A Florida doctor died about two weeks after he received a COVID-19 vaccine, and investigations have been launched to determine whether the shot had any role in the man's death.
Dr. Gregory Michael, a 56-year-old obstetrician-gynecologist at Mount Sinai Medical Center in Miami Beach, passed away on Jan. 3. Michael received the Pfizer-BioNTech coronavirus vaccine on Dec. 18, but then experienced a "strong reaction" only days later, according to his wife, Heidi Neckelmann.
Michael reportedly suffered from a severe lack of platelets, and doctors from around the country allegedly attempted to raise his platelet count to "no avail." Because of his medical condition, Michael purportedly suffered from a hemorrhagic stroke and died in a "matter of minutes," according to his wife.
The Miami-Dade County Medical Examiner's Office conducted an autopsy on Tuesday, and has not ruled out a possible connection to the COVID-19 vaccine.
"The cause of death is pending the completion of studies being done by the medical examiner and the Centers for Disease Control," Darren Caprara, director of operations at the county office, told the Miami Herald. "The case is still under investigation, so nothing has been finalized."
Caprara said the doctor's cause of death would be released after the medical examiner completes its investigation in partnership with other agencies.
A spokesperson for the Centers for Disease Control and Prevention confirmed that the agency is "aware of a reported death in Florida of an individual who received the Pfizer-BioNTech COVID-19 vaccine about two weeks before passing away."
"CDC will evaluate the situation as more information becomes available and provide timely updates on what is known and any necessary actions," the CDC spokesperson said. "It's been a difficult year as each of us grapple with a worldwide pandemic. Use of COVID-19 vaccines is the next step in our efforts to protect Americans and reduce the impact of the COVID-19 pandemic."
Pfizer released a statement on the death, "Pfizer and BioNTech are aware of the death of a healthcare professional sixteen days after receiving a first dose" of the COVID-19 vaccine.
"It is a highly unusual clinical case of severe thrombocytopenia, a condition that decreases the body's ability to clot blood and stop internal bleeding," the pharmaceutical company noted. "We are actively investigating this case, but we don't believe at this time that there is any direct connection to the vaccine."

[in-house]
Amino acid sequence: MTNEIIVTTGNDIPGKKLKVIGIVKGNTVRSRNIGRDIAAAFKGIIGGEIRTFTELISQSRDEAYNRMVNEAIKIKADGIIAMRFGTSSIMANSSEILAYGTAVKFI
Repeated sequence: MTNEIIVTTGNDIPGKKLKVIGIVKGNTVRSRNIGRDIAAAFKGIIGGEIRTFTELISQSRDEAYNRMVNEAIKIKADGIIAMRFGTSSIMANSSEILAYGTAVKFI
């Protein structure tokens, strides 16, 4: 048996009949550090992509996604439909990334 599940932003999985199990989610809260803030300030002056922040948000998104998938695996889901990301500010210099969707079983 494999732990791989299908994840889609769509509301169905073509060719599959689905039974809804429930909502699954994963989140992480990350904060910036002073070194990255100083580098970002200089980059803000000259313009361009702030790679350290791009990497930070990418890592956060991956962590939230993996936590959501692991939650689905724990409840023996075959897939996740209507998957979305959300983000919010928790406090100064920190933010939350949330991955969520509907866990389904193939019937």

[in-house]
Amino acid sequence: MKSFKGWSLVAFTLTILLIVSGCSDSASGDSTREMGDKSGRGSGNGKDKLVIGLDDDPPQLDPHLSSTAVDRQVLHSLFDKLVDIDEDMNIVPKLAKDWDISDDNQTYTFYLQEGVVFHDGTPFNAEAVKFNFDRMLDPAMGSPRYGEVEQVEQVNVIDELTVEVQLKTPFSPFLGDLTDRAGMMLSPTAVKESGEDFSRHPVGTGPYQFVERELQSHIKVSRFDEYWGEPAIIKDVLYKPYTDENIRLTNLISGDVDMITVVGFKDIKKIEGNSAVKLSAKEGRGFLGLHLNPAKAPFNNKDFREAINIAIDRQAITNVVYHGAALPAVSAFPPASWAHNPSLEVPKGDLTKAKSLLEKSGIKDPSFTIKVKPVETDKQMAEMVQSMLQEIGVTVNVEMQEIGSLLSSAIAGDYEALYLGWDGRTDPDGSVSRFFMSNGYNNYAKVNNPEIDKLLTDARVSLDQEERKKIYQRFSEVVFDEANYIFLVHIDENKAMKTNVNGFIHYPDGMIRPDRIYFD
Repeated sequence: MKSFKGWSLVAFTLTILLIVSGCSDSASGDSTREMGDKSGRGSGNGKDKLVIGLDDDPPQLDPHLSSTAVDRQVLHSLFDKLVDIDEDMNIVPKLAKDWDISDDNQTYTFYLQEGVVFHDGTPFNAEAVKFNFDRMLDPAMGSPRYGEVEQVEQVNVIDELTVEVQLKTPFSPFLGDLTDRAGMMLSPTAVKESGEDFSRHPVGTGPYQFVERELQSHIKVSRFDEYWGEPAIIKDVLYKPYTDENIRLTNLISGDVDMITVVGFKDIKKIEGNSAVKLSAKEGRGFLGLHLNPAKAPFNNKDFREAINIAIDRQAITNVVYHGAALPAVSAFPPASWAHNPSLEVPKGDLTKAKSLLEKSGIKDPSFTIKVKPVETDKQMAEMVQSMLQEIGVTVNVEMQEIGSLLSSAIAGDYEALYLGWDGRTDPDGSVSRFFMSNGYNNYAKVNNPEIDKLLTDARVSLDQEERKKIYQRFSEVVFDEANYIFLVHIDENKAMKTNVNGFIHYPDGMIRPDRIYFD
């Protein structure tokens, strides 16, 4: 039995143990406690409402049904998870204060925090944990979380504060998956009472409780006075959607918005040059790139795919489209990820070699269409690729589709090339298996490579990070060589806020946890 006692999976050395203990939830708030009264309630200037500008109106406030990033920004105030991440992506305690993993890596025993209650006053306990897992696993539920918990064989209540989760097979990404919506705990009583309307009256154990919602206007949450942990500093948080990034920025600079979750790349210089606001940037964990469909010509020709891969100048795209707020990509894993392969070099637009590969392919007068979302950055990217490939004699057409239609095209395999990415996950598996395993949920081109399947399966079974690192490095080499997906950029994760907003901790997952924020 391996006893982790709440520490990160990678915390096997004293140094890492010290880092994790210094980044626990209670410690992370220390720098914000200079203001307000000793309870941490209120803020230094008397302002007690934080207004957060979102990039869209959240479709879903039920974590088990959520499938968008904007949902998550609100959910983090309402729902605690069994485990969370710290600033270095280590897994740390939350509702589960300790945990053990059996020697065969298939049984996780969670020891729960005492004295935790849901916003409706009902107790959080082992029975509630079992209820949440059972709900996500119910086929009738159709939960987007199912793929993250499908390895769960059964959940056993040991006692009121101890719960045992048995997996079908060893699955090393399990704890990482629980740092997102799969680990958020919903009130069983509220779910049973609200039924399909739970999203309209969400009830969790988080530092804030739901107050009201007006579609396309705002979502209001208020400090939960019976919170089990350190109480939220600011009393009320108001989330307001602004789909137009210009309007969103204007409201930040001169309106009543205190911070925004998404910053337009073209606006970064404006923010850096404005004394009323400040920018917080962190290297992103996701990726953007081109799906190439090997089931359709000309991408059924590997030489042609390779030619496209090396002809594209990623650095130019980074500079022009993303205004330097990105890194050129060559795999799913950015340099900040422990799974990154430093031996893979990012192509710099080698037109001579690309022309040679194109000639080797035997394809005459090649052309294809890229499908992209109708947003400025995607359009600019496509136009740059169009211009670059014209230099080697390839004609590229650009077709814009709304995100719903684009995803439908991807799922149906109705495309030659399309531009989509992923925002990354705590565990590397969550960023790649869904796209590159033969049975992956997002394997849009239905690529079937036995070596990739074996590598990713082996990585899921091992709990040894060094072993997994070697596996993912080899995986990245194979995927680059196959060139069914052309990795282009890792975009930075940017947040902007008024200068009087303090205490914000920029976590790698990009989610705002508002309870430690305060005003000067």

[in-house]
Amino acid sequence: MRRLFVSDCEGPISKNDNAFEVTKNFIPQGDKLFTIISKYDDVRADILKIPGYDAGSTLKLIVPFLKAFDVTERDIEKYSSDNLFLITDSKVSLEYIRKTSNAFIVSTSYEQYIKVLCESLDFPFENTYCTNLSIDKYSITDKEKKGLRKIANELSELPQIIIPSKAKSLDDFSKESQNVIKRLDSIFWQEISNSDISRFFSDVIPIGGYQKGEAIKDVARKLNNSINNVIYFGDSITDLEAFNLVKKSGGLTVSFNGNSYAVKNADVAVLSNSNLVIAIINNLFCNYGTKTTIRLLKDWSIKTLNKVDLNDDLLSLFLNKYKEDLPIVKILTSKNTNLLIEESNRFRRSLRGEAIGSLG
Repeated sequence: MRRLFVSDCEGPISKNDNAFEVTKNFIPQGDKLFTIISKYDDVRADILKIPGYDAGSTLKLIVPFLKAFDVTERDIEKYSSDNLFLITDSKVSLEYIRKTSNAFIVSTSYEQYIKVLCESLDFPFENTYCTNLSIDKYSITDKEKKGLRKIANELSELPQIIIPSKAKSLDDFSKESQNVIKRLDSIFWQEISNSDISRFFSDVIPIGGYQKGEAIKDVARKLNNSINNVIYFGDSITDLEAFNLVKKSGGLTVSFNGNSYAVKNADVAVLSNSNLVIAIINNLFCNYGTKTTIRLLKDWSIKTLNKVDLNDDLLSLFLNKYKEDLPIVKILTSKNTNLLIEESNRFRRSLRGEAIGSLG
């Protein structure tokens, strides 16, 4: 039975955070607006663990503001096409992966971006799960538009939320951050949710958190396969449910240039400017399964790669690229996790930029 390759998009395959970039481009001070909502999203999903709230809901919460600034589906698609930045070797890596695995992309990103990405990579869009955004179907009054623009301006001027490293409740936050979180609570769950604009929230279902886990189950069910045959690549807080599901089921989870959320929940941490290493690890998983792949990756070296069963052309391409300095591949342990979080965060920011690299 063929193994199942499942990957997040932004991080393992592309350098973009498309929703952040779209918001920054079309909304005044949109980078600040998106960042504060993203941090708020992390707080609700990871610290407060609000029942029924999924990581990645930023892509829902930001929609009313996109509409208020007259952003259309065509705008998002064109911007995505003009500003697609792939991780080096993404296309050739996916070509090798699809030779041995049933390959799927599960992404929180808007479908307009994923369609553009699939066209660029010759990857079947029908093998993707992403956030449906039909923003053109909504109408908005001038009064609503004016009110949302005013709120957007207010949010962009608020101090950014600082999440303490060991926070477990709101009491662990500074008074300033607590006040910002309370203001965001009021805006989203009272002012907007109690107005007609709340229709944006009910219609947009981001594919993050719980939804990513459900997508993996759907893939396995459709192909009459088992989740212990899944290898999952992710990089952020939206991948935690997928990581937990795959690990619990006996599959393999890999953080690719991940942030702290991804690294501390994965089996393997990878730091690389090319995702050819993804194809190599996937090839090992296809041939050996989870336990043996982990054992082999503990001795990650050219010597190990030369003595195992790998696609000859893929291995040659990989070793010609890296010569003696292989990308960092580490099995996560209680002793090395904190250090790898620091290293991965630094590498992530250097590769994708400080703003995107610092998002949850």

The Mayo Clinic defines Thrombocytopenia as a "condition in which you have a low blood platelet count," where "the number of platelets can be so low that dangerous internal bleeding occurs." Thrombocytopenia "might occur as a result of a bone marrow disorder such as leukemia or an immune system problem. Or it can be a side effect of taking certain medications."
Pfizer stated, "There have been no related safety signals identified in our clinical trials, the post-marketing experience thus far or with the mRNA vaccine platform."
"To date, millions of people have been vaccinated and we are closely monitoring all adverse events in individuals receiving our vaccine," Pfizer continued. "It is important to note that serious adverse events, including deaths that are unrelated to the vaccine are unfortunately likely to occur at a similar rate as they would in the general population."
According to Bloomberg's COVID-19 vaccine tracker, 6.25 million doses have been administered in the United States since vaccinations began on Dec. 14. There have been 17.5 million doses of the coronavirus vaccines administered in 38 countries.
Mount Sinai Medical Center released a statement declaring that the "appropriate agencies are contacted immediately and have our full cooperation." The hospital said it "cannot confirm or deny information about any patient" due to medical privacy laws.
The Miami-Dade County Medical Examiner's Office, the Florida Department of Health, the CDC, and Pfizer are all investigating Michael's death.
"The CDC and FDA are responsible for reviewing COVID-19 vaccine safety data and presenting that information for federal recommendations on vaccine administration," Jason Mahon, Communications Director at Florida Division of Emergency Management, told USA Today. "The state will continue to provide all available information to the CDC as they lead this investigation."
The Facebook account reported to belong to the wife of the doctor said her "very healthy" husband was "a pro vaccine advocate that is why he got it himself." The post added, "I believe that people should be aware that side effects can happened, that it is not good for everyone and in this case destroyed a beautiful life, a perfect family, and has affected so many people in the community. Do not let his death be in vain please save more lives by making this information news."
Michael leaves behind his wife and a daughter.